Cordell: Definitely dealing with things on the corporate side. Greg had impressive relationships with some very impressive and influential people. A lot of people did things for Greg because of those relationships that hed built. Its about maintaining those, and building my own contacts moving forward.
TSL: Theres obviously a generational gap between what Greg started over 35 years ago and now you bringing this youthful energy to EBC. What are some of your goals in terms moving the league and all that it represents moving forward?
Cordell: I think just getting it to resonate with the youth once again. A lot of things have changed. Like you said, theres a generational gap. A lot of people are becoming famous via social media. We have to involve those people who have that type of clout and make entertainment a bigger portion of the tournament.
Our Saviour Lutheran’s star point guard Posh Alexander aka The Goods puts on a dunk show at the Greg Marius Court after his win over Malloy.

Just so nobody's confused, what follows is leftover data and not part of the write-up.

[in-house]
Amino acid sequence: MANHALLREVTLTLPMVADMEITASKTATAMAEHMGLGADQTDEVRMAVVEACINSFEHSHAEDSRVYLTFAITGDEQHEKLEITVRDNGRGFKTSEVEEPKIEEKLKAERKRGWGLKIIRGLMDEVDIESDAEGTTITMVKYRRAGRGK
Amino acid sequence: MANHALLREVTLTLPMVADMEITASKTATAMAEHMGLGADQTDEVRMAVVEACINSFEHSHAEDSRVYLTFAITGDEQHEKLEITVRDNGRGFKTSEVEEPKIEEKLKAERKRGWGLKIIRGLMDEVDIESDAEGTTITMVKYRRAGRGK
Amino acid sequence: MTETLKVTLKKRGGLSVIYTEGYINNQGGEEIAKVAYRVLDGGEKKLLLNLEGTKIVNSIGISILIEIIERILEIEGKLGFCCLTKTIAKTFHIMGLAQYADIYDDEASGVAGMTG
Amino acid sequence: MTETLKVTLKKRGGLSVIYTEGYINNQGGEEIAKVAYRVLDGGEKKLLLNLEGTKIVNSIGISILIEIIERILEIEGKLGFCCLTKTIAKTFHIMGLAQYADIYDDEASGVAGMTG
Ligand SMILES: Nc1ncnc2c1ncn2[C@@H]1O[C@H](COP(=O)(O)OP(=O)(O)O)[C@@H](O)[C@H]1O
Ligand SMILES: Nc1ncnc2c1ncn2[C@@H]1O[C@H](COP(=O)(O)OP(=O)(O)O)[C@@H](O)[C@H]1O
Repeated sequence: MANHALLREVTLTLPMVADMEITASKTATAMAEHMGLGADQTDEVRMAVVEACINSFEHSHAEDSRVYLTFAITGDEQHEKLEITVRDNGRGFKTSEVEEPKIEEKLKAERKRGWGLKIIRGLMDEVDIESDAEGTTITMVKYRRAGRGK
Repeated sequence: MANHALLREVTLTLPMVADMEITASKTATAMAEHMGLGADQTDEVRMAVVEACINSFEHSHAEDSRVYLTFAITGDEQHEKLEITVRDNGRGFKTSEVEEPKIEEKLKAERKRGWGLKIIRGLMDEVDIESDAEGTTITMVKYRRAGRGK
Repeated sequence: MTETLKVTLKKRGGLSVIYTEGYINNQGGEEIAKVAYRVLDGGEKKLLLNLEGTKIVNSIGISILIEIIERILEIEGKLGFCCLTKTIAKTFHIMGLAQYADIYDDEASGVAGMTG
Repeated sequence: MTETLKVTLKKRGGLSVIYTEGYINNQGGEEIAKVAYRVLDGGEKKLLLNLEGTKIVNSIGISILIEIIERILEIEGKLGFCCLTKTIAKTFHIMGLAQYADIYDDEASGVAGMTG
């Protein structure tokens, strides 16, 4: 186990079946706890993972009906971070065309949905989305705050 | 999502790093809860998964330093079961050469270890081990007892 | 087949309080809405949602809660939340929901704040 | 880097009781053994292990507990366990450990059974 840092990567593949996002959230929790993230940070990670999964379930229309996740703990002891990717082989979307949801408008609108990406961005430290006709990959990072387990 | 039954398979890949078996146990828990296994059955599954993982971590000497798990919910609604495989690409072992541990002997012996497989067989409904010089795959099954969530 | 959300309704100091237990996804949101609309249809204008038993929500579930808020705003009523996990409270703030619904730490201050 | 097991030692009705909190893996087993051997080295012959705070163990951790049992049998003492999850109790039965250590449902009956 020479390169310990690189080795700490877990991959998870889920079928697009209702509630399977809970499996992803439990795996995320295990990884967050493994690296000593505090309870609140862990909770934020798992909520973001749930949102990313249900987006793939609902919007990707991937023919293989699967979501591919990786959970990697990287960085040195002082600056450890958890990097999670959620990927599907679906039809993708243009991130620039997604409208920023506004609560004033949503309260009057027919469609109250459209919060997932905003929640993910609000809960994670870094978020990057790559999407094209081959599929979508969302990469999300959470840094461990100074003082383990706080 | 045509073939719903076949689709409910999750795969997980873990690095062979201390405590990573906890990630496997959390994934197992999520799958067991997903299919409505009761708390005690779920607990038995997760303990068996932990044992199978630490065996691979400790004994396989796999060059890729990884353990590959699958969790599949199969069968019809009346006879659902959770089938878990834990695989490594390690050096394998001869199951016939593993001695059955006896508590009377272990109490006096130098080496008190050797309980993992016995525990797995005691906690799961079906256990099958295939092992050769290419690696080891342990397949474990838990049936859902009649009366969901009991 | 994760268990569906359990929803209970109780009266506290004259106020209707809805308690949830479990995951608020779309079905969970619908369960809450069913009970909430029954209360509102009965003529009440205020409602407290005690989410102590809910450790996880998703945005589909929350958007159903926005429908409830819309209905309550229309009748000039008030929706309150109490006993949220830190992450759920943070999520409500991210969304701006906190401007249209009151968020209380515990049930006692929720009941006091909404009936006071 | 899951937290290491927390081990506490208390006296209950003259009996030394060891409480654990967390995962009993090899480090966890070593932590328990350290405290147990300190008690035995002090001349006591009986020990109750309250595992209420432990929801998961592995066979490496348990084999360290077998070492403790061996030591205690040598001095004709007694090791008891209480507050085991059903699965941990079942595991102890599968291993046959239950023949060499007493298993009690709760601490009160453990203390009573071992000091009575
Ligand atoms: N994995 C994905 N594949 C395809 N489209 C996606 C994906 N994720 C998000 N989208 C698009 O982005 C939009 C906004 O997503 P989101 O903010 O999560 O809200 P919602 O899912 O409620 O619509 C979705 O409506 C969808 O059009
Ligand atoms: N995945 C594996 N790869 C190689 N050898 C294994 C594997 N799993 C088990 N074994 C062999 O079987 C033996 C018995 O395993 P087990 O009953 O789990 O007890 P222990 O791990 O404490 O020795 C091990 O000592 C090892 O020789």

TSL: Over the last few years, theres been a resurgence in terms of the high school talent coming out of New York. Obviously a lot of guys go to play in Jersey or in prep schools around the country, but theyre from New York City, guys like Mohamed Bamba whos from Harlem but prepped right outside of Philly. In the summertime, when those guys are home and not running on the AAU circuit, it seems like theres a renewed energy on the playgrounds coming from this new crop of very talented high school kids. How are you trying to capitalize on that?
Cordell: Deifnitely. Our high school commissioner, Steve Barnett, does his due diligence in terms of reaching out to the top high school players during the off-season to make sure that theyre with us on opening day and balling at Rucker Park throughout the summer. Were definitely gonna be on the high school scene and help nourish the next generation of talent.
TSL: So far, whats been your proudest moment this summer?
Cordell: It has to be having the court named after my uncle. Its now Greg Marius Court.
TSL: Looking forward, how do you want to take EBC to the next level?
Cordell: My goal is to carry the flame of the legacy that he started. I have to put my fingerprints on it now and carry it through the next steps so we can continue to give back to the youth and up-and-coming artists and let the community benefit through the platform. We want to make this a safe haven and a great place that people can continue to call home.